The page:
Educational YouTube series Second Thought follows up their recent Worst Weapons in History video by taking an interesting look at five of the most enormous guns ever created.
via Tastefully Offensive http://bit.ly/2nAk1Rq
I love Google Keep for taking notes because it’s flexible, easy to use and has a great home screen widget for Android devices. Now, it’s getting an upgrade that’ll make it useful for creating professional documents.
Keep is now integrated into Google Docs, so you can rifle through all your notes and drag their contents right into your new document.
That’s especially handy for when you’ve jotted down bullet points in a note that you’d like to elaborate on, or a photo from your phone you want to add quickly. It’s a clever way of making Keep more useful for people who often scribble ideas on their phones.
You can access Keep in Docs on your desktop by launching the sidebar from the Tools menu.
Keep has also been added to Google’s G Suite of productivity tools, so business users signed up to the program can now use the app with their work accounts. If you’re tiring of more bloated options like Evernote, it’s certainly worth a try.
Every country has its bizarre creatures, creepy crawlies and dangerous predators, but some seem to be just that little bit more extraordinary that the others. From the teeniest, smallest bug with multiple legs, to the many giant beasts that are seldom seen, heading out on the trail of wildlife whilst visiting another country is a universal pastime and at the root of many a holiday or trip away.
In order to discover just how strange the earth’s inhabitants can be, travel comparison site dealchecker have done the hard work, and have searched through the wildest undergrowth and turned over every stone to find the ultimate collection of the world’s most unusual creatures, be they feathered, scaly, furry or… shell-less? Among those featured are a couple of curious critters who have been only recently been discovered and have since been widely celebrated for their sheer weirdness – Ninja Lantern Shark anyone?
There is even a species of spider, found deep within the Western Ghats Mountains in India, that has been named after the ‘sorting hat’ in Harry Potter. If you’re an animal lover, a wildlife spotter, birdwatcher or deep sea diver, you need to get acquainted with these weird and wonderful animals!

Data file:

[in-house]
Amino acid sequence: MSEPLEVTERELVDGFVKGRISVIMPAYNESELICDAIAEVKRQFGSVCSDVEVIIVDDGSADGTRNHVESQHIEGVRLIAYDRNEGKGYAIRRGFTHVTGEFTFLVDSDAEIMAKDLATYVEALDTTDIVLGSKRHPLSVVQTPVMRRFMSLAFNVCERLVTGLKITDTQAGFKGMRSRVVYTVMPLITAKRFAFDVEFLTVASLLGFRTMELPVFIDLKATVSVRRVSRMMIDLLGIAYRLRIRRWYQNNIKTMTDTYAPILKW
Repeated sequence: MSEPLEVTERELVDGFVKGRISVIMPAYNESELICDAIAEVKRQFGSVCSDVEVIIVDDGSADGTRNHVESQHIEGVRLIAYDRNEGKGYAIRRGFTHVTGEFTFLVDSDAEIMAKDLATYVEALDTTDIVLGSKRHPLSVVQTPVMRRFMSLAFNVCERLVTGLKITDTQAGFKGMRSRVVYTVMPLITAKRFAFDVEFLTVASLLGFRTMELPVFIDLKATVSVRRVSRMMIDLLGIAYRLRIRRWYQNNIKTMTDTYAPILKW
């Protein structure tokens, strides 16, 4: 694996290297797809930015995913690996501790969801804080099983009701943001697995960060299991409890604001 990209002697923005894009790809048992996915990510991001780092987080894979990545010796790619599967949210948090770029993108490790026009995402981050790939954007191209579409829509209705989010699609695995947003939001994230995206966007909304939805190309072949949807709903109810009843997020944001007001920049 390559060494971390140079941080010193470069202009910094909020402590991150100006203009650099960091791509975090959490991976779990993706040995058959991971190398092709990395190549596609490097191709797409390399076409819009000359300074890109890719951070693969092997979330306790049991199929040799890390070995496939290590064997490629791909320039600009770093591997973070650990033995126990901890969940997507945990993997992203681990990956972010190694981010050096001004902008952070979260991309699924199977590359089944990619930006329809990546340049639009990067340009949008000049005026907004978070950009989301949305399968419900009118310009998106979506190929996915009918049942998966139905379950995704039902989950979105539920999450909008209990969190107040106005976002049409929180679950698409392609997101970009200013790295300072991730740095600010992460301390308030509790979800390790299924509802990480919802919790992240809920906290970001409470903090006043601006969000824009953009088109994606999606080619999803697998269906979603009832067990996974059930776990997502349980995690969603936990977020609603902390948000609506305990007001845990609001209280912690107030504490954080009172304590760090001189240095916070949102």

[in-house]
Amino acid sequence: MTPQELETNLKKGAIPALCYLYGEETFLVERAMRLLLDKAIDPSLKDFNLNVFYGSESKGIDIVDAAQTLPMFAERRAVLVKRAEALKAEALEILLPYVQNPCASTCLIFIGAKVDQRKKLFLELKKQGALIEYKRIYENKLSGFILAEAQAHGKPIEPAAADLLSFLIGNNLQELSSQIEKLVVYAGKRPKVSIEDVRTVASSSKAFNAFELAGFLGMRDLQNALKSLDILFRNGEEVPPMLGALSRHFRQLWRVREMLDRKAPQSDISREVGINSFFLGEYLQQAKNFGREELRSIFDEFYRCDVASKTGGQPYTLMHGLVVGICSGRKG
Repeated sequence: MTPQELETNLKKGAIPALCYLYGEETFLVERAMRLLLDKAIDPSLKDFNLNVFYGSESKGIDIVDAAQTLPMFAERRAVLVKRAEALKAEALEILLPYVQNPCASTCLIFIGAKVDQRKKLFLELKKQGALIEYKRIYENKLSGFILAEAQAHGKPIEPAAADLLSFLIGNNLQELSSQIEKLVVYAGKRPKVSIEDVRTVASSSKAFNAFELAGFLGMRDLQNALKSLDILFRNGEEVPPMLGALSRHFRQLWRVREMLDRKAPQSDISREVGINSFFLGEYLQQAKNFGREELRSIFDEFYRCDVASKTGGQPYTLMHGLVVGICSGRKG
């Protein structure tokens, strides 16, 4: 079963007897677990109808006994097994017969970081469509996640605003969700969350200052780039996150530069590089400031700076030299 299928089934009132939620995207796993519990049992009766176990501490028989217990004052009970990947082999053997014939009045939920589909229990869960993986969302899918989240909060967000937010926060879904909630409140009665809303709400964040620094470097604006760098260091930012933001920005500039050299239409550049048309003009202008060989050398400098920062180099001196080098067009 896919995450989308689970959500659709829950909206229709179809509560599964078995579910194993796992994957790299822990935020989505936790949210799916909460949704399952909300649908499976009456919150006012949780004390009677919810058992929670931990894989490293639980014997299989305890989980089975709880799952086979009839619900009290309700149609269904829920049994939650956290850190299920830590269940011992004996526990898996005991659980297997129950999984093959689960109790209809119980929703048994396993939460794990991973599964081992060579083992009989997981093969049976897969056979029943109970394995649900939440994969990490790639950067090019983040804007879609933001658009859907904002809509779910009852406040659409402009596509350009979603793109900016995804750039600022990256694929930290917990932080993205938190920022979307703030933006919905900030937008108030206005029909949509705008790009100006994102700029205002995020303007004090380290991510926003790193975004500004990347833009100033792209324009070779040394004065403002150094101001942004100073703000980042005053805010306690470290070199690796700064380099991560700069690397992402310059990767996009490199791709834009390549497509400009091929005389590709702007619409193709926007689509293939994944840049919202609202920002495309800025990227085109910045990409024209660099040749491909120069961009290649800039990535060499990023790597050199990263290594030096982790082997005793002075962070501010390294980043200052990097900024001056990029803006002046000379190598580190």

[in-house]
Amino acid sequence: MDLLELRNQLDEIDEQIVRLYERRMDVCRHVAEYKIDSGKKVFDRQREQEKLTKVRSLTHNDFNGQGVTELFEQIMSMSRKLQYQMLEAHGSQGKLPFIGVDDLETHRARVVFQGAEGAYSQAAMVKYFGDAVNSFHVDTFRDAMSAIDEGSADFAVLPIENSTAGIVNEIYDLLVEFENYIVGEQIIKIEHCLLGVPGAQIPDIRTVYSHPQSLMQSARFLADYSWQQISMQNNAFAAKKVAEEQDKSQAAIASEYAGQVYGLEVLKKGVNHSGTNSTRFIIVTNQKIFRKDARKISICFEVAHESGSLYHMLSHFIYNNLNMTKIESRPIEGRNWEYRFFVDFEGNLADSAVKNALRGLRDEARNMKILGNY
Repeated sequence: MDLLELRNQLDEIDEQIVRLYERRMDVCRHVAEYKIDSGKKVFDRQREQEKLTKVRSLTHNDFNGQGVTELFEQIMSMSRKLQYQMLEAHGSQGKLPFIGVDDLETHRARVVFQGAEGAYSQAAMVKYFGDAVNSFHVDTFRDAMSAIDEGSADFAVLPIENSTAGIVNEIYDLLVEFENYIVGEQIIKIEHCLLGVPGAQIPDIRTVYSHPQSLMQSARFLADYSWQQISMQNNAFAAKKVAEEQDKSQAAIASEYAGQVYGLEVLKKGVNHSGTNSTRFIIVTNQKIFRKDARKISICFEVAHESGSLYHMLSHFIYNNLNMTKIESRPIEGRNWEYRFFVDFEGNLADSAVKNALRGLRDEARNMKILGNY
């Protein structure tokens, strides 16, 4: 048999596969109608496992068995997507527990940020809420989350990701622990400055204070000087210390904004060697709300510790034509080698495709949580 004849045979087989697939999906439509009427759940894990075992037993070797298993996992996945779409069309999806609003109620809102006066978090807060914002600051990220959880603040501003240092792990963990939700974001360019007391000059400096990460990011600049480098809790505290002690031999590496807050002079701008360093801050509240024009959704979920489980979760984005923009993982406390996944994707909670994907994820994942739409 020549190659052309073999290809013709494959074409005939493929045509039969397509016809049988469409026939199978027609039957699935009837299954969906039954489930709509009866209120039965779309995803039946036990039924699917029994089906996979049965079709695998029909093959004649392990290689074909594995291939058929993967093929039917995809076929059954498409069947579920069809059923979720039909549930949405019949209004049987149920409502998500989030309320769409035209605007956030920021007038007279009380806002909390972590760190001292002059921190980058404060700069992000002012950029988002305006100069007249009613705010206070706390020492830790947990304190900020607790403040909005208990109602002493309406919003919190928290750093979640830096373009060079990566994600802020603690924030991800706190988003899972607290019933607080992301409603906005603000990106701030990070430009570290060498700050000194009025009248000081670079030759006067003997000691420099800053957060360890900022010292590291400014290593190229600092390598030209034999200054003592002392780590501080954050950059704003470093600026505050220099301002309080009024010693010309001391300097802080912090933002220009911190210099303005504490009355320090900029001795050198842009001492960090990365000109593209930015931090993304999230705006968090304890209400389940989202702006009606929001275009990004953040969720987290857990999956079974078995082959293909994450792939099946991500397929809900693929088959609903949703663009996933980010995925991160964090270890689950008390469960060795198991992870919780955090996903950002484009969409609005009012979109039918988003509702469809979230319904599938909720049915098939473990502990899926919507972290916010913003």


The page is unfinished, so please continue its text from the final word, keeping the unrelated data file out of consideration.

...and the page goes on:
via Visualistan http://bit.ly/2nviYST
There were 204 million large-size TFT-LCD panels shipped globally in fourth-quarter 2016, decreasing 3.7% on quarter and 6.1% on year, according to IDC.
via DIGITIMES: IT news from Asia http://bit.ly/2nv78bt
This sequel to a cult classic is looking great
The original SteamWorld Dig was something of a cult classic. It never quite blew up, but everyone who played it seemed to adore it. With SteamWorld Dig 2 debuting on Nintendo Switch — as announced during a Nintendo Direct earlier today — hopefully a wider audience will have a chance to discover this game’s charming mix of mining, platforming and action.
We got to see the sequel for ourselves today at a Nintendo event. While playing it, we took the video above, where we quickly get back into the hang of mining for resources, exploring some cool ruins and eventually fighting a weird, laser-happy robot boss.
Check it out for yourself above, and stay tuned for more SteamWorld Dig 2 coverage to come. The game will be released on the Nintendo Switch this summer, and developer Image & Form said it will follow on more platforms. The original SteamWorld Dig launched on the Nintendo 3DS but eventually made its way to Windows PCs, Mac, PlayStation 4, Vita, Wii U and Xbox One.
via Polygon – Full http://bit.ly/2mKvycx
I’m going to spoil something about The Legend of Zelda: Breath of the Wild for you: You can catch and ride a skeleton horse. Are you mad at me? Send your hate mail here, but that’s the last spoiler in this story, I swear!
I don’t think you should get mad. The new Zelda is far too expansive with way too many things to do for you to realistically expect to find them all on your own through natural exploration. Is it more magical for you to discover the stalhorse on your own? Probably. But I think it’s far more likely that you wouldn’t have discovered it at all. Or even if you did, I’m positive you have missed a dozen other tiny, incredible moments, characters, or items that you might never see before you put down Breath of the Wild for good. My suggestion then is to let down your spoiler guard and join the rest of us in collectively exploring Zelda. You don’t have to start Googling for secrets every time you’re stuck or encounter a new quest, and you don’t have to go out and buy the strategy guide. Instead, when a Twitter post comes across that shows you something you haven’t experienced personally, revel in the fact that this game is big enough to continue hiding things from you. And join us by sharing some of your own moments.